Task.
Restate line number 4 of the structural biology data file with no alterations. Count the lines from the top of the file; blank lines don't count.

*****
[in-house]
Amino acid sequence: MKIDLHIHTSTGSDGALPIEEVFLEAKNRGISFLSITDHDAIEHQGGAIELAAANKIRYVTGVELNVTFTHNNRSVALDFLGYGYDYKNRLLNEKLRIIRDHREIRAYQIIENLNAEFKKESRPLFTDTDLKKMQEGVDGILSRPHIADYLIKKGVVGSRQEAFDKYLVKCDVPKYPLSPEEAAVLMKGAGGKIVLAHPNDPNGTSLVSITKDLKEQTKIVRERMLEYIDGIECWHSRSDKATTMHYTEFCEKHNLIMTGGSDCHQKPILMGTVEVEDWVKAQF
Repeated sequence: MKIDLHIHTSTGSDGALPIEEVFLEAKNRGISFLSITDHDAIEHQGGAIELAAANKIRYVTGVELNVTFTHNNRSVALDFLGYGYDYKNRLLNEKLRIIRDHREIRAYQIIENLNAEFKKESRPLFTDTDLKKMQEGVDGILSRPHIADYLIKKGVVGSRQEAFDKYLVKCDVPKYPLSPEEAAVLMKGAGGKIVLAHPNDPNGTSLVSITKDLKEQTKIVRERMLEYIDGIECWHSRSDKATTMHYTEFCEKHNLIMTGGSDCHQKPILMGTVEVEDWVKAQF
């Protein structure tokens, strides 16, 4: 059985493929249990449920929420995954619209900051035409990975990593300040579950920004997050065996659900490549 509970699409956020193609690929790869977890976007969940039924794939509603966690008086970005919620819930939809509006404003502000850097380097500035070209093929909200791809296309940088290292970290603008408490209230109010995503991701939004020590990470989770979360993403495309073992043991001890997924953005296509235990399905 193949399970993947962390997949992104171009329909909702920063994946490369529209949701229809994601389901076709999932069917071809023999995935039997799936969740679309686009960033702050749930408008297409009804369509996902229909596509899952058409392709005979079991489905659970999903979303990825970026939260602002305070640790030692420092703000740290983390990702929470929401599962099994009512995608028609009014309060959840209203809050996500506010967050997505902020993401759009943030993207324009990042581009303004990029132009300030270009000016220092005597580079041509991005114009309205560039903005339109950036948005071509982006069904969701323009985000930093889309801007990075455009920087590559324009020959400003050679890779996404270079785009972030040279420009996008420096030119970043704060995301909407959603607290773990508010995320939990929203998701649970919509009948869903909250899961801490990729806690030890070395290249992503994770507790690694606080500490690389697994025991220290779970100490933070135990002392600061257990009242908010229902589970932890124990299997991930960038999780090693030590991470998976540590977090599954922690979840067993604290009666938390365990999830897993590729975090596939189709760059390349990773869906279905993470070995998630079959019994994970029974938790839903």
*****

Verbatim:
């Protein structure tokens, strides 16, 4: 059985493929249990449920929420995954619209900051035409990975990593300040579950920004997050065996659900490549 509970699409956020193609690929790869977890976007969940039924794939509603966690008086970005919620819930939809509006404003502000850097380097500035070209093929909200791809296309940088290292970290603008408490209230109010995503991701939004020590990470989770979360993403495309073992043991001890997924953005296509235990399905 193949399970993947962390997949992104171009329909909702920063994946490369529209949701229809994601389901076709999932069917071809023999995935039997799936969740679309686009960033702050749930408008297409009804369509996902229909596509899952058409392709005979079991489905659970999903979303990825970026939260602002305070640790030692420092703000740290983390990702929470929401599962099994009512995608028609009014309060959840209203809050996500506010967050997505902020993401759009943030993207324009990042581009303004990029132009300030270009000016220092005597580079041509991005114009309205560039903005339109950036948005071509982006069904969701323009985000930093889309801007990075455009920087590559324009020959400003050679890779996404270079785009972030040279420009996008420096030119970043704060995301909407959603607290773990508010995320939990929203998701649970919509009948869903909250899961801490990729806690030890070395290249992503994770507790690694606080500490690389697994025991220290779970100490933070135990002392600061257990009242908010229902589970932890124990299997991930960038999780090693030590991470998976540590977090599954922690979840067993604290009666938390365990999830897993590729975090596939189709760059390349990773869906279905993470070995998630079959019994994970029974938790839903």